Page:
THE filing of the certificates of candidacy for the May 14 barangay and Sangguniang Kabataan (SK) elections started last Saturday and will end on Friday, April 20. This will be followed by the nine-day campaign period from May 4 to May 12. Like in all the other elections before this, the Commission on Elections (Comelec) has set guidelines, some of which are often breached.
Consider the rule that barangay and SK polls are non-partisan. Even Comelec officials know this isn’t true but they ride on the lie anyway, plugging their ears and looking away when politicians in cities, municipalities and provinces maneuver to have their party mates in the barangays win the elections.
In Cebu City, for example, the administration Bando Osmeña-Pundok Kauswagan (BOPK) and the opposition Barug Team Rama have never hidden the fact that they are fielding their people in the polls. In the barangays, the not so well-kept secret is who among the candidates are with BOPK and who are with Barug Team Rama. The non-partisan provision is the most violated rule but nobody is complaining.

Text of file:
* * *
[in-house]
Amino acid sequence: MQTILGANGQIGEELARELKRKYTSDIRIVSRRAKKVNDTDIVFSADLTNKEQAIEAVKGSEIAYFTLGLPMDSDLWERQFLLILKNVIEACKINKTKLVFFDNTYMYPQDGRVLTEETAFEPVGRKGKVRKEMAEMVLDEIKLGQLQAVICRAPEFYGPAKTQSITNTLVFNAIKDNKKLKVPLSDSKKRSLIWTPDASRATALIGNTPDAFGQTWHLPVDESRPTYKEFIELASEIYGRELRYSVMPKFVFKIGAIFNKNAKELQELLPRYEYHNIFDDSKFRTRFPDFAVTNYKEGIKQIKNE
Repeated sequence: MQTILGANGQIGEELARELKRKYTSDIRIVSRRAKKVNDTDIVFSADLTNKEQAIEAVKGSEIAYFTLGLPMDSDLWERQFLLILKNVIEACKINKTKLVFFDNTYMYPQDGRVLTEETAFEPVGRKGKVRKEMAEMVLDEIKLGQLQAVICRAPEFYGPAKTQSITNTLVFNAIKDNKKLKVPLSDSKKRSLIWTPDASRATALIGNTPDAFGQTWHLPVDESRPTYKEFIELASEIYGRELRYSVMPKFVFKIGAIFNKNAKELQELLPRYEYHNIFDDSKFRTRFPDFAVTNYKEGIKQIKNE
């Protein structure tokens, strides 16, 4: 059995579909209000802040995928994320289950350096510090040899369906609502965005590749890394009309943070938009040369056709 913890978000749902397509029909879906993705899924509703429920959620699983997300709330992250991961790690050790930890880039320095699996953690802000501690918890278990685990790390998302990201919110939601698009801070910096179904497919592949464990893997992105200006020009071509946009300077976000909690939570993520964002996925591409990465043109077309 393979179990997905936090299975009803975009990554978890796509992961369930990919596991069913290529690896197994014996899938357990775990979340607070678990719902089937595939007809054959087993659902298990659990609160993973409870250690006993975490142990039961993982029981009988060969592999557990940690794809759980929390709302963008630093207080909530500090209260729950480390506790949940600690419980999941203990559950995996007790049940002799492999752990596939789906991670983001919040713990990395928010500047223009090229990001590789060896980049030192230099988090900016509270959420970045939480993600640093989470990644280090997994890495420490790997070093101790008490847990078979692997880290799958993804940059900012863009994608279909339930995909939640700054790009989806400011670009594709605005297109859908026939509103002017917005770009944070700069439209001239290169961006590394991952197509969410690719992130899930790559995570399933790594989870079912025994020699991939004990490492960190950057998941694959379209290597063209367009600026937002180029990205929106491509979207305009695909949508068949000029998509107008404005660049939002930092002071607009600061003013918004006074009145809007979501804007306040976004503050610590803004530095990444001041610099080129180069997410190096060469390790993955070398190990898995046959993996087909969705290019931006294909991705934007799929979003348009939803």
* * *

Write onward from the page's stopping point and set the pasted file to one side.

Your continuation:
Our election laws are clear on what constitutes cheating. But cheats among candidates abound because not many have been penalized for cheating and some candidates did win by resorting to it. This has gotten to the point that cheats who win are praised for being wily while non-cheats who lose are called stupid.
One good example is vote-buying, which has made the barangay and SK elections an expensive process. Buying votes, like being partisan in elections, has so become an accepted practice that in every elections the cost of doing it has gotten higher. People are no longer talking about buying a vote for P50 or P100; instead, P500 or P1,000 and even more has become the going price especially in the SK polls that have a smaller voting population to buy.
Everybody, from the Comelec to politicians down to the voters, knows that some of the important provisions of our election laws are mere charades but we retain them and wallow in the pretense, like the emperor in the Hans Christian Andersen tale who continued the procession even if a child had blurted out that he was wearing no clothes at all.